Ivanka Trump’s new West Wing post doesn’t only bring more financial conflicts of interest into the White House; because she’s the president’s daughter, it also makes them worse. The inherently compromising loyalty of family relationships and the necessity of genuine expertise in senior government roles are why federal law prohibits nepotism — and why that law explicitly applies to the president. Trump appeared to recognize this when he repeatedly reassured the public that his children would not have any role in the government.
The about-face of the January opinion may be legally defensible; it rests on a conflicting statute that grants broad presidential authority to staff the White House “without regard to any other provision of law.” But the issue here isn’t one of legal technicalities. OLC’s job is to offer counsel on bare legality stripped of policy prescription. We can’t expect it or the statutes it interprets to substitute for an administration with sound judgment.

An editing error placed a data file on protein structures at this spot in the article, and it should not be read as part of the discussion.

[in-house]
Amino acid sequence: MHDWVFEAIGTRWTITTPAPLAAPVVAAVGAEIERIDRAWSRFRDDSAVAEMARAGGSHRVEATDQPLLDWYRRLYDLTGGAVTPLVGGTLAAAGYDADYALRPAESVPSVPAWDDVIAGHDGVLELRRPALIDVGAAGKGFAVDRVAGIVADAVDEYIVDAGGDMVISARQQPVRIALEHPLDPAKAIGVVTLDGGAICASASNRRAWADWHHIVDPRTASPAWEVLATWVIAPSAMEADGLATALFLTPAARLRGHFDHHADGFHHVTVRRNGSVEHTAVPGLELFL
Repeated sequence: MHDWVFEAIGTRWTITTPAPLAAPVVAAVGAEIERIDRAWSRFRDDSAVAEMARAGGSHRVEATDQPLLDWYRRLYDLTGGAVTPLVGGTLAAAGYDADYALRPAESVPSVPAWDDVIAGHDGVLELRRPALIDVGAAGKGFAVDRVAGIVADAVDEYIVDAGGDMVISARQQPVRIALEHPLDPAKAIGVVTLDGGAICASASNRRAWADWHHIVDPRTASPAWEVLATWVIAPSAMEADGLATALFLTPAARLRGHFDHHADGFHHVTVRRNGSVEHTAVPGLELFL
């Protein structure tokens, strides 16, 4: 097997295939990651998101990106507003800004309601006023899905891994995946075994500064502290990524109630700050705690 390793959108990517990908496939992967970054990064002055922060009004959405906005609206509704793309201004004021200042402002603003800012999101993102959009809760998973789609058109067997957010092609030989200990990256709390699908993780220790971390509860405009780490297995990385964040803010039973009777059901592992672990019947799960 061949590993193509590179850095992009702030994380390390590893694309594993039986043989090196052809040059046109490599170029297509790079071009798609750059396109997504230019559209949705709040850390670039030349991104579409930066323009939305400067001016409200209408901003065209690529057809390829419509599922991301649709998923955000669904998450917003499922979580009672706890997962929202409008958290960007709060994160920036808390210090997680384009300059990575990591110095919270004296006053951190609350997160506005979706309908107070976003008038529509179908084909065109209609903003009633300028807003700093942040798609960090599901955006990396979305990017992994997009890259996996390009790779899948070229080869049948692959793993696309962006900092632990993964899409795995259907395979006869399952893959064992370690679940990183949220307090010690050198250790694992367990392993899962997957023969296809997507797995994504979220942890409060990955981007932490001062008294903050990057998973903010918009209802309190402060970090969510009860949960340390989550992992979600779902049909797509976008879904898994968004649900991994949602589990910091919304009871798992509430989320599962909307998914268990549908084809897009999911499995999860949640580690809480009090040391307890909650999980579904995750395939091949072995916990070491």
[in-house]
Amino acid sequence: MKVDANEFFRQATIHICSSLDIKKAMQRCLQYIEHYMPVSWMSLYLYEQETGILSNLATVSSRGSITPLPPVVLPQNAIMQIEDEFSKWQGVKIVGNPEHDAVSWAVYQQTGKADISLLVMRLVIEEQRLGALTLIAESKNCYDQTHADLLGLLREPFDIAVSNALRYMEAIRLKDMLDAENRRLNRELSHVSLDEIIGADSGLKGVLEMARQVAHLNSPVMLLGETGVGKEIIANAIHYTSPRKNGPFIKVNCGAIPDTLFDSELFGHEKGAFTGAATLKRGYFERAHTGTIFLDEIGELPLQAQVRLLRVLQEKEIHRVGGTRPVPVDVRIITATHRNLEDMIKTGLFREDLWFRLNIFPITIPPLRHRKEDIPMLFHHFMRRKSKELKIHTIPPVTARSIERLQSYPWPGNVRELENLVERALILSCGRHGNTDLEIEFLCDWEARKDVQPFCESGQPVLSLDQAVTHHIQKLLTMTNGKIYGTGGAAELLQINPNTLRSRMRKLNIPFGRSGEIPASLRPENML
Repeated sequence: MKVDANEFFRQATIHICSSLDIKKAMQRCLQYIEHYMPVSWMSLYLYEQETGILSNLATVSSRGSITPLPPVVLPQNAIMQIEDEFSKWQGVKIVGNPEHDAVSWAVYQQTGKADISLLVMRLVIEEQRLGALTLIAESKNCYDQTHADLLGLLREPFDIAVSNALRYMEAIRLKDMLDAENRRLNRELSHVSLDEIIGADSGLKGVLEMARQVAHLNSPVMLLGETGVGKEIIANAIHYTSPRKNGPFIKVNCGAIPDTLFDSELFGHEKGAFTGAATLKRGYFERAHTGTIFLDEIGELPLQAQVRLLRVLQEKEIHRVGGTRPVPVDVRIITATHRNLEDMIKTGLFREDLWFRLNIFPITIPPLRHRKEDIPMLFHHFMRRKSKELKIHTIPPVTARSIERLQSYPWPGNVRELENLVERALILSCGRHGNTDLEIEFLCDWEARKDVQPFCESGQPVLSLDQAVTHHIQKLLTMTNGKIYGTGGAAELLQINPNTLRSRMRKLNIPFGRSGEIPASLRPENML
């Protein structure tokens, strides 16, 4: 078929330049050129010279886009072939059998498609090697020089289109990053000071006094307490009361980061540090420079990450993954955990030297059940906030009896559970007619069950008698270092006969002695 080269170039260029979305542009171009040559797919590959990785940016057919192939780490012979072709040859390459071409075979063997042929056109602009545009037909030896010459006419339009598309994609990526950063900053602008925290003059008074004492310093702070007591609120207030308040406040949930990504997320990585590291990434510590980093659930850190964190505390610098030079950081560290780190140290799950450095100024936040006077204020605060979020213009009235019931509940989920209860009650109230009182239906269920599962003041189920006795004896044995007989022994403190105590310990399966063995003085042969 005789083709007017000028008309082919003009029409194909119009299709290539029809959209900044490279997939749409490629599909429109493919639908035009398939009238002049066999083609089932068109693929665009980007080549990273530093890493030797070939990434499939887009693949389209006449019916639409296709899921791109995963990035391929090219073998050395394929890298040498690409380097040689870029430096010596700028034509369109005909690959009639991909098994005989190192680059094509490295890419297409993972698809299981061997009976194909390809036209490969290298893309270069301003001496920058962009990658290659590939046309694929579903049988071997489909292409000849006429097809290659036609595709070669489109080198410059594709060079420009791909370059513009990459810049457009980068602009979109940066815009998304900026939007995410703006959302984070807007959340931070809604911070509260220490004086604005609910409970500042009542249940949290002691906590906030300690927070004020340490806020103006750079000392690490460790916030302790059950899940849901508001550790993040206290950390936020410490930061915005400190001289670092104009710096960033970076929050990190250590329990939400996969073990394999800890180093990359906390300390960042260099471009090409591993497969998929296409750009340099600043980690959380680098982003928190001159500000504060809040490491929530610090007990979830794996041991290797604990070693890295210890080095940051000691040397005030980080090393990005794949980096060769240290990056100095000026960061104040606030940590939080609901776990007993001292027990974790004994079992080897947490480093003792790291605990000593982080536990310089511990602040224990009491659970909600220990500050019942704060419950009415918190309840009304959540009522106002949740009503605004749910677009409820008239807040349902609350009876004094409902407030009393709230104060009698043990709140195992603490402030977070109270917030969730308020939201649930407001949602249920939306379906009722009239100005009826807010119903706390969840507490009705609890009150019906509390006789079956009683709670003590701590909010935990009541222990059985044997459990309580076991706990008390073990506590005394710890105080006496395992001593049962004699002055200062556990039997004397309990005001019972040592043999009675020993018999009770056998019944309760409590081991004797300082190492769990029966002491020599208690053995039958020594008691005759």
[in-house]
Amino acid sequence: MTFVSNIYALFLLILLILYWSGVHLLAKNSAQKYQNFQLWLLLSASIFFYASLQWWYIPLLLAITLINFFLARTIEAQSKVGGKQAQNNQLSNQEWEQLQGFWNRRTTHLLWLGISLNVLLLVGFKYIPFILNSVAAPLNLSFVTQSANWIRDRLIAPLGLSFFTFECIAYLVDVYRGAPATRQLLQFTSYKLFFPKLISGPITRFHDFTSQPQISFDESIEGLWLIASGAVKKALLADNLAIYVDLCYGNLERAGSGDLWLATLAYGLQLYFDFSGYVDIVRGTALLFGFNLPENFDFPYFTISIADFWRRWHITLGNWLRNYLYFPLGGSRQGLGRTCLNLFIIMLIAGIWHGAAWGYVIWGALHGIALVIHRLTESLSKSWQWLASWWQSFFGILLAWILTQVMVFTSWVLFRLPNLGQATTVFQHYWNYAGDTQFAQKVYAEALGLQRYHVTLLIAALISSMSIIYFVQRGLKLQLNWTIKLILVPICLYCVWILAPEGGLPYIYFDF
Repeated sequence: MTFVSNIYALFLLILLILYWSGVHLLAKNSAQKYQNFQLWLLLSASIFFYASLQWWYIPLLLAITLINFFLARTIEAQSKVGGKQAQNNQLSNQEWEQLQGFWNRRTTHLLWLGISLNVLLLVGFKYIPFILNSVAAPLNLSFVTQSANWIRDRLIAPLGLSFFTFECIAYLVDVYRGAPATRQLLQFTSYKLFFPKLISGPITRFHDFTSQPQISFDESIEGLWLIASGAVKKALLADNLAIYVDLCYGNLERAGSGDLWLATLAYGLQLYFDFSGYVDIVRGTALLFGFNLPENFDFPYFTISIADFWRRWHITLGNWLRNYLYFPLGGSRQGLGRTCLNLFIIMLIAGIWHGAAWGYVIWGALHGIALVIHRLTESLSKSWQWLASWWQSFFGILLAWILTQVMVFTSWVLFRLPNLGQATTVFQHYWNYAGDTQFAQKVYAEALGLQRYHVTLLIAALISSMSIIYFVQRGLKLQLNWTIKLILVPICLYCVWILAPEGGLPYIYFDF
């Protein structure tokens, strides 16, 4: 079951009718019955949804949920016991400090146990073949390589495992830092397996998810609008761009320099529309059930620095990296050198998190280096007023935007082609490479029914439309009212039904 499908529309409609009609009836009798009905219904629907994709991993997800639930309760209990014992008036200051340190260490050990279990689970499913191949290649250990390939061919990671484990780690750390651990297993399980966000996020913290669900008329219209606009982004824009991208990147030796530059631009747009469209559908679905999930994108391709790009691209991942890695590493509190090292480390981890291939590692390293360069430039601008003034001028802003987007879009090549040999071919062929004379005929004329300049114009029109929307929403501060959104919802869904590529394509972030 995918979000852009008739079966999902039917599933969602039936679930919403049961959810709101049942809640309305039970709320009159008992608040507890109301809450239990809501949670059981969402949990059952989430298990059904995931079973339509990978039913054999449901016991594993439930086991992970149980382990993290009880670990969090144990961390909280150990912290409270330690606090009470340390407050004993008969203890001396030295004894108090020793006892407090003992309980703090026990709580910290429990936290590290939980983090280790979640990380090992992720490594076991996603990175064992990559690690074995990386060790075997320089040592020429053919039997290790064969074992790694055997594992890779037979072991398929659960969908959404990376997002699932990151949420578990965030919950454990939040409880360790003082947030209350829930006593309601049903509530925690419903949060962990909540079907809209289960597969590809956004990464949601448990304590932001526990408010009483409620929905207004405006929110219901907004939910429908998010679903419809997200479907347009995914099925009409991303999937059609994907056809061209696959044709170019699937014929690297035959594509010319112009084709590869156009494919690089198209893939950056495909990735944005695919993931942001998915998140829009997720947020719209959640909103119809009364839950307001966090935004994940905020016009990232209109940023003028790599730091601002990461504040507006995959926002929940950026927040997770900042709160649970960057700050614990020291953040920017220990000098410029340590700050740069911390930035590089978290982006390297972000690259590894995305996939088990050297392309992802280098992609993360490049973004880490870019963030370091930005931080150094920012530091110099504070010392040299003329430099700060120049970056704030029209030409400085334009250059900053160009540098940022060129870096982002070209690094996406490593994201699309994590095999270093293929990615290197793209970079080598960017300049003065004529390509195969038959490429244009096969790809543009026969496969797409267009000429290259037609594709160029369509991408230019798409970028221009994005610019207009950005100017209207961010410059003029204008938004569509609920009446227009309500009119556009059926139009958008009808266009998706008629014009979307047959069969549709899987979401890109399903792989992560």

The issues of legality and ethics reduce down to this: Ivanka Trump’s role in the administration is possibly, though not certainly, legal under federal anti-nepotism law. It is wrong as a matter of ethics, though, and it violates the tenets of good governance. And her undisclosed financial entanglements raise the specter of decision making based on individual or financial gain, rather than in the national interest.
You can read the rest at the Washington Post.